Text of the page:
We all know pull ups can be really tough. Yet it’s a movement just like squats, deadlifts and presses that need to be part of any person’s training regimen. Admittedly it is the toughest one to conquer.
Many of us resort to banded pull ups as it seems like an easy way to finally conquer that elusive pull up. But there is enough research that suggests that banded pull ups just simply aren’t enough to finally get you into doing that pull up.
Let’s look at why that is:
Why Pull up is so Tough
- You are required to lift your entire body weight. This isn’t something we normal folks do on a daily basis or out of habit, although all of us do have the ability to lift ourselves on a daily basis for sure. The closest related exercise we can all associate with where you lift your own body weight is arguably a push up, but even that is just lifting 60-70% of your body weight.
- Also at the bottom of the pull where you are hanging from a dead position with your arm straight and stretched there is no momentum, getting up is just pure strength and it definitely requires training and conditioning to lift yourself from a dead hang position.
Why Banded Pull ups Alone Won’t Get You There:
- Before anyone can do a proper pull up they need to activate the shoulder blades while they are hanging in the start of a pull up position, there needs to be a conscious activation, retraction and depression of the shoulder blades to incorporate the correct areas. This activation of the correct areas is very inconsistent when you have too much help from a band. It’s a coordination that needs to be learned.
- The toughest part of the pullup is the initial pull when you are in that straight arm hanging position. A band changes this toughest part in the easiest part of the pull by adding considerable assistance through the initial pull as you lift off easier. It’s like having a friend who is lifting you off the floor but they are waaayyy too overeager when assisting you. That means you’ll never get stronger in the toughest part of the pull as you need to gradually expose yourself to a higher resistance to stimulate strength gains.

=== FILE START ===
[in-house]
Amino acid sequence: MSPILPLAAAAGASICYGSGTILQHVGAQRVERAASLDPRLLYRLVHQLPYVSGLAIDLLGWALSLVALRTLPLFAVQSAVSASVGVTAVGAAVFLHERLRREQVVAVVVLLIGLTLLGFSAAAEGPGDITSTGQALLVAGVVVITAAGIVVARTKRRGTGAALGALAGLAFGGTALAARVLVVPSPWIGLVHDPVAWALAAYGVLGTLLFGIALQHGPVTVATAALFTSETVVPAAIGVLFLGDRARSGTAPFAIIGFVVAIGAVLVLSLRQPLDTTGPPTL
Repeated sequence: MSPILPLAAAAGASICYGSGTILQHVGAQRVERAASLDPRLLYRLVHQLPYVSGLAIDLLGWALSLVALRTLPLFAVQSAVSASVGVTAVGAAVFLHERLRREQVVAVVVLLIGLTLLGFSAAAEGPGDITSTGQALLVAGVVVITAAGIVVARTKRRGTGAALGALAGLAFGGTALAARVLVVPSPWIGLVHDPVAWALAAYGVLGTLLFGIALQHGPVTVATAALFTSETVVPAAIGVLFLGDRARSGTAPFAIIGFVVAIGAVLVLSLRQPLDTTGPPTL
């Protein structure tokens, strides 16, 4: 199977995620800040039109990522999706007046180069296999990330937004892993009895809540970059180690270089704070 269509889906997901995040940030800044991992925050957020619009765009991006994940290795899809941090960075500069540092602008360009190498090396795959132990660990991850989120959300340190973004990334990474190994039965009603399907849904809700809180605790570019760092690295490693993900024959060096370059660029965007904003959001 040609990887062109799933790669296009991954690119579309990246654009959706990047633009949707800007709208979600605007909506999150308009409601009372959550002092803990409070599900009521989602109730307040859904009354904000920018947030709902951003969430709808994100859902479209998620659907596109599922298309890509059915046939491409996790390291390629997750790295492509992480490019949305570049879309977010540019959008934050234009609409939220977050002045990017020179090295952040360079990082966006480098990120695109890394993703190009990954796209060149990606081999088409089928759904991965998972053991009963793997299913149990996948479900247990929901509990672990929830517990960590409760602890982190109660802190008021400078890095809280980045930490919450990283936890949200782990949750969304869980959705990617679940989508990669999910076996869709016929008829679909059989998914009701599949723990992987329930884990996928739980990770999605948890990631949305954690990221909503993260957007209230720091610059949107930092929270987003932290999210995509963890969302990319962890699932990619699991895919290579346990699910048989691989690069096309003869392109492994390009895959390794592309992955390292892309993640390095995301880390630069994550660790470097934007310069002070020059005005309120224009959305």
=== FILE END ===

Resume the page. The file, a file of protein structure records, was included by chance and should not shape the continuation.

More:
- Doing hundreds of very easy and lighter pull up versions due to the band assistance won’t increase strength, it will just increase your fitness in super light pull ups. Lifting your own body weight is not deemed as a light exercise, yet you are using a lighter form of training….that just doesn’t make sense.
Train For a Real Pull up
Incorporate various exercises that require the wrist, elbow and shoulder to be tested in various angles and rotations and gradually increasing resistance levels is the ideal way to get there. I like using at least 1 horizontal pull with my clients combined with various forms of concentric + eccentric contraction approaches.
- Sets of jumping pull ups with focus on the negative pull up / steady control downwards. Pronated and supinated grips – start off with a 3 second descent, progress to a 5 / 7 second descent, when you can lower yourself controlled for 10 seconds you are getting super close to doing 1 real pull up.
- Sets of single arm rows / inverted rows / gradually increased ring rows intensity.
- Sets of Max hangs – 30 second hold is proof that you are getting close to doing 1 real pullup from the bottom.
Check out this video for the suggested movements.
I’ve had this discussion with many clients and trainers and some vouch that banded assisted pull ups did in fact help them achieve that 1st real pull up. But after close inspection and dissecting their approach it shows that they also incorporated other pulling exercises like bent over rows and seated rows that increased their strength for the pull up, so the band assisted pull up didn’t incorporate the strength gains on it’s own.
Have you ever used banded pull ups on its own without any other shoulder retracted resistance exercises and had any success? Let me know in the comments below.
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